Blindsided: Uncovering and Interrupting Bias

Implicit biases are powerful things. In fact, implicit attitudes about race can be more powerful than explicit attitudes about race.

Why?

Because unconscious racial attitudes are less egalitarian than what we explicitly think about race.

Because what we consciously say out loud—”I love working in a diverse organization!”—so often masks what unconsciously drives our everyday actions.

Because biases are so deeply ingrained in our brains that unlearning them takes active practice. As we’ve said elsewhere, knowing is not actually half the battle. Real change takes practice, and a lot of it.

At the Raleigh Chamber of Commerce’s 2021 virtual DEI conference called “Speak Up, Take Action,” the Equity Collaborative’s Graig Meyer had the opportunity to record a short presentation about bias.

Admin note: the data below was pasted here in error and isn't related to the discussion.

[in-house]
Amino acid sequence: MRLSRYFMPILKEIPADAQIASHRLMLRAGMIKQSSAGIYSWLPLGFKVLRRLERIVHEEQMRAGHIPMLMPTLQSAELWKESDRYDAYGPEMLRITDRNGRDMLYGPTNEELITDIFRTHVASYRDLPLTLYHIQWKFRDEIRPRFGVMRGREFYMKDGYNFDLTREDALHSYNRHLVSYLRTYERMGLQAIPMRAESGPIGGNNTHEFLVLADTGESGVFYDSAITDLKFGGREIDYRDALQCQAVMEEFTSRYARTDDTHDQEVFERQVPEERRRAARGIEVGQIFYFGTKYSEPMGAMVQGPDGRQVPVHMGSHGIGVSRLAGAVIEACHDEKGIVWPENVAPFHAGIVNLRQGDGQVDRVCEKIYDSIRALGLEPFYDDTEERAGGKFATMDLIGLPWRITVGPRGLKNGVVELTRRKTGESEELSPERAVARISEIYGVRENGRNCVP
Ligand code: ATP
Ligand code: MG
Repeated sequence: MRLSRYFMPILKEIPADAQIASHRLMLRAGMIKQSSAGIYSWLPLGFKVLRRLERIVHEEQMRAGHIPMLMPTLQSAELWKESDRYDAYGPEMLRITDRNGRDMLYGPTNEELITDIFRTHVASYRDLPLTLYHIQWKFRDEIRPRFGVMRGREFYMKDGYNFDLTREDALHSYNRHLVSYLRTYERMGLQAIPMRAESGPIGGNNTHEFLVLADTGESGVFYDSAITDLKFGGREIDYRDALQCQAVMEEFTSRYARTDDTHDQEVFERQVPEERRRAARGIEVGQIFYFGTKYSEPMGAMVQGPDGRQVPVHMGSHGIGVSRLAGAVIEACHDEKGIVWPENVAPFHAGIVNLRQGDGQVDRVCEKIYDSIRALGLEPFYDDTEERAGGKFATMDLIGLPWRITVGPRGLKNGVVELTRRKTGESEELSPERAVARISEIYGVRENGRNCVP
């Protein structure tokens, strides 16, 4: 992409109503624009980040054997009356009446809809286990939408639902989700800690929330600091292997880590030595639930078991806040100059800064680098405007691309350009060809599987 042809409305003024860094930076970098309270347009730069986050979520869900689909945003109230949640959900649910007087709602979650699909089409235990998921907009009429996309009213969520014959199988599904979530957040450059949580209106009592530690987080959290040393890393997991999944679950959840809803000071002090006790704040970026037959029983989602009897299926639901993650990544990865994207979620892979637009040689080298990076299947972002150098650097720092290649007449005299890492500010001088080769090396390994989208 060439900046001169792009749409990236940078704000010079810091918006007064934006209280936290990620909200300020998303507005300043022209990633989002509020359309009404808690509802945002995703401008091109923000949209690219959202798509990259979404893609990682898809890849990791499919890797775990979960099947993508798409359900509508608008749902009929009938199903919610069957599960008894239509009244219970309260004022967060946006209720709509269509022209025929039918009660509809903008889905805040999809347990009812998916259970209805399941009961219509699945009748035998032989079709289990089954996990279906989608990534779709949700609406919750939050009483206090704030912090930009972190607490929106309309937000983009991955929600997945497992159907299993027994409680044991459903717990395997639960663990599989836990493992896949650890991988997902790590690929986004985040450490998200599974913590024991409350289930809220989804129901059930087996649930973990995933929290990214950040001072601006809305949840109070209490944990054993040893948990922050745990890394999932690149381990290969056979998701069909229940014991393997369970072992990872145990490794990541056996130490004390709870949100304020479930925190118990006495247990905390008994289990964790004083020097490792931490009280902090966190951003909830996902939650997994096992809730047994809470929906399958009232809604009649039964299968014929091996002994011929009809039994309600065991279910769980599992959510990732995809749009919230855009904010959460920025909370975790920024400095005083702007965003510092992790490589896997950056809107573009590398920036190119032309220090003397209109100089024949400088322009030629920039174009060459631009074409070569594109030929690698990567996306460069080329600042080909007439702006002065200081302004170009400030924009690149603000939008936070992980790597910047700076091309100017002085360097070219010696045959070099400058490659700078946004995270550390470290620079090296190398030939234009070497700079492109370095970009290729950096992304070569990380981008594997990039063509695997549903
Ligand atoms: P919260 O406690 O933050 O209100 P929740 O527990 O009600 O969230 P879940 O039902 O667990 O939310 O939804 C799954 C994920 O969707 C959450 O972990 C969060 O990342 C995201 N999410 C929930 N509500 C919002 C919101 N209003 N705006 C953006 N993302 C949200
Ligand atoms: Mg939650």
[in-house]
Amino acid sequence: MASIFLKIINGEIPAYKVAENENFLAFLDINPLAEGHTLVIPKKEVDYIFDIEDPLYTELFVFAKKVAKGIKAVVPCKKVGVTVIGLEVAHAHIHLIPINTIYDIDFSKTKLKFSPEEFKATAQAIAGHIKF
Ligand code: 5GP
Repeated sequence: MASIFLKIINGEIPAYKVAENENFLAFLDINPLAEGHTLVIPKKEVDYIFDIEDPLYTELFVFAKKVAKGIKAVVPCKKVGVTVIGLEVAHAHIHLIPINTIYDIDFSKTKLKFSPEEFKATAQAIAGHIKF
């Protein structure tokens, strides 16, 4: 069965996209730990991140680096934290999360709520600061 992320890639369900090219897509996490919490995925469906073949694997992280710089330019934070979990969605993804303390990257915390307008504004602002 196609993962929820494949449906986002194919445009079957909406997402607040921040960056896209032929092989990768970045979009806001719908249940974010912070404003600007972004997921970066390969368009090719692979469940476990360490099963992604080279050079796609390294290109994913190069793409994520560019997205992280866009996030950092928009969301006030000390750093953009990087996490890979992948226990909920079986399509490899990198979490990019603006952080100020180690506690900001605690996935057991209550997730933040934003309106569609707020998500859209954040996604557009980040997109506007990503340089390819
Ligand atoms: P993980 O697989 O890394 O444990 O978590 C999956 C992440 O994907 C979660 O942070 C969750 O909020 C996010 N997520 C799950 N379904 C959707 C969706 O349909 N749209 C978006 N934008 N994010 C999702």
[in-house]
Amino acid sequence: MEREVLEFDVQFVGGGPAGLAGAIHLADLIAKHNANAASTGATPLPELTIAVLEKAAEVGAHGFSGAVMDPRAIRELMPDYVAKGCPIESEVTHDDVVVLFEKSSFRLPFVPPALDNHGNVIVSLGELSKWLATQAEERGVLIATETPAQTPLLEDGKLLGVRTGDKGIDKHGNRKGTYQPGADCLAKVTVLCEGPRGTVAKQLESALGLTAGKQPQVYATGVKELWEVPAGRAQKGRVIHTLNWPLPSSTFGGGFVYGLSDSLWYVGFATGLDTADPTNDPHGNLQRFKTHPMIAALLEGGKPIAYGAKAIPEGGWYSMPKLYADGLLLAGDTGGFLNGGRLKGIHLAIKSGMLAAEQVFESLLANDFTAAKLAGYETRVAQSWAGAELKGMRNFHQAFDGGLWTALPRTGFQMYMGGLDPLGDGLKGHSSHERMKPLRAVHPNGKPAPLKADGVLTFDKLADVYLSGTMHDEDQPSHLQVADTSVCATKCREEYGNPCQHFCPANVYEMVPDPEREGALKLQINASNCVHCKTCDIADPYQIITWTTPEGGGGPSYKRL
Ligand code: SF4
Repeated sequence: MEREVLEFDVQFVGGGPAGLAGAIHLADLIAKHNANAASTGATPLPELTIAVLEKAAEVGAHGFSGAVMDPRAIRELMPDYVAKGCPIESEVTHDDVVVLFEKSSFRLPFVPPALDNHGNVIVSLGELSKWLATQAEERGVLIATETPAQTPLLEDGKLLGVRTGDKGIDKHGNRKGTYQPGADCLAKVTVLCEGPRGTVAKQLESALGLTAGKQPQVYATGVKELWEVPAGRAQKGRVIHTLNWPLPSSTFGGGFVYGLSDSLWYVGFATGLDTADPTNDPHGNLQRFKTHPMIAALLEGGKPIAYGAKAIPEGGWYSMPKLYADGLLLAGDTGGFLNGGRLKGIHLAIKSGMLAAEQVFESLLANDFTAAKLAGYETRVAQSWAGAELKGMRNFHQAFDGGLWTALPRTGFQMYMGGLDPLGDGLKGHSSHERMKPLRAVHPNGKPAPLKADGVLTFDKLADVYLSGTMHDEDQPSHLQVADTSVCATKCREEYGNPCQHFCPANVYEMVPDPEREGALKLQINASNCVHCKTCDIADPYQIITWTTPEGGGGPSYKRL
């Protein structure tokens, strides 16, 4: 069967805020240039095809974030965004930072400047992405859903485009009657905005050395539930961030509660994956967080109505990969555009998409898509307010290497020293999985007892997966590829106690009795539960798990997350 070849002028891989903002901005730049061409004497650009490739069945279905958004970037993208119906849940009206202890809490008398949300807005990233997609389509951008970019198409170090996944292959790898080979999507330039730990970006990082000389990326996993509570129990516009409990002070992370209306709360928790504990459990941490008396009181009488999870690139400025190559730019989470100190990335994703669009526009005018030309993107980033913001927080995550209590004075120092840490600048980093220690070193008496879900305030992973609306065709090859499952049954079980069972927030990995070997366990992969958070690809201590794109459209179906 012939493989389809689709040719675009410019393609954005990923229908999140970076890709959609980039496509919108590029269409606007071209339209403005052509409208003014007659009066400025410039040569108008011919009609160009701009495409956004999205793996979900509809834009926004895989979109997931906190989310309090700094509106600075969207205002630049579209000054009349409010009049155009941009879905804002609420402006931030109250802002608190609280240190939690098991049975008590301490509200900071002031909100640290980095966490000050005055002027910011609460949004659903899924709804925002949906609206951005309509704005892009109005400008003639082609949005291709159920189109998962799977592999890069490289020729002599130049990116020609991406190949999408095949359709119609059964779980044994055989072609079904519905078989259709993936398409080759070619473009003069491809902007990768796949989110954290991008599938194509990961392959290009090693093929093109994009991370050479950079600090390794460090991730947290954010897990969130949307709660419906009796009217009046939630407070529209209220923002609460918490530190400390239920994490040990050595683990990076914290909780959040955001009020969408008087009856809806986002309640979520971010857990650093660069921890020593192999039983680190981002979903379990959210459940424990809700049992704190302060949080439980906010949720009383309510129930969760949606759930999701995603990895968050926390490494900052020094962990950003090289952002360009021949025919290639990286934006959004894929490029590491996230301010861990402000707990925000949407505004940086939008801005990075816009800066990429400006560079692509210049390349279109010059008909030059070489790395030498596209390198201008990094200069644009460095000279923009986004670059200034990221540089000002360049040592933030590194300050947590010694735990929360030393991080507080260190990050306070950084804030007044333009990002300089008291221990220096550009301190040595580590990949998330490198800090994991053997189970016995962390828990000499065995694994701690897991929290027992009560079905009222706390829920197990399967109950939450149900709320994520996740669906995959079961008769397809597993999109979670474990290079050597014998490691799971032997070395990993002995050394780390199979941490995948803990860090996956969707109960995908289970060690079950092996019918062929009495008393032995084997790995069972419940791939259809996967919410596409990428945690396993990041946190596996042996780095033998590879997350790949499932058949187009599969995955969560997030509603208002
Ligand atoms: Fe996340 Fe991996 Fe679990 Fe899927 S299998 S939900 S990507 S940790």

In the video below, you’ll see that Graig digs deeper into the question of how biases actually work inside our brains. What’s more, he dissects what it takes to actually interrupt negative biases. Interrupting negative biases is such an important step toward eliminating opportunity gaps and feelings of marginalization—things that end up withholding positive growth from individuals and entire organizations alike.

(Tip of the hat to Destin Sandler’s “Smarter Every Day” video used in this presentation. What’s your backwards bike about bias going to be?)

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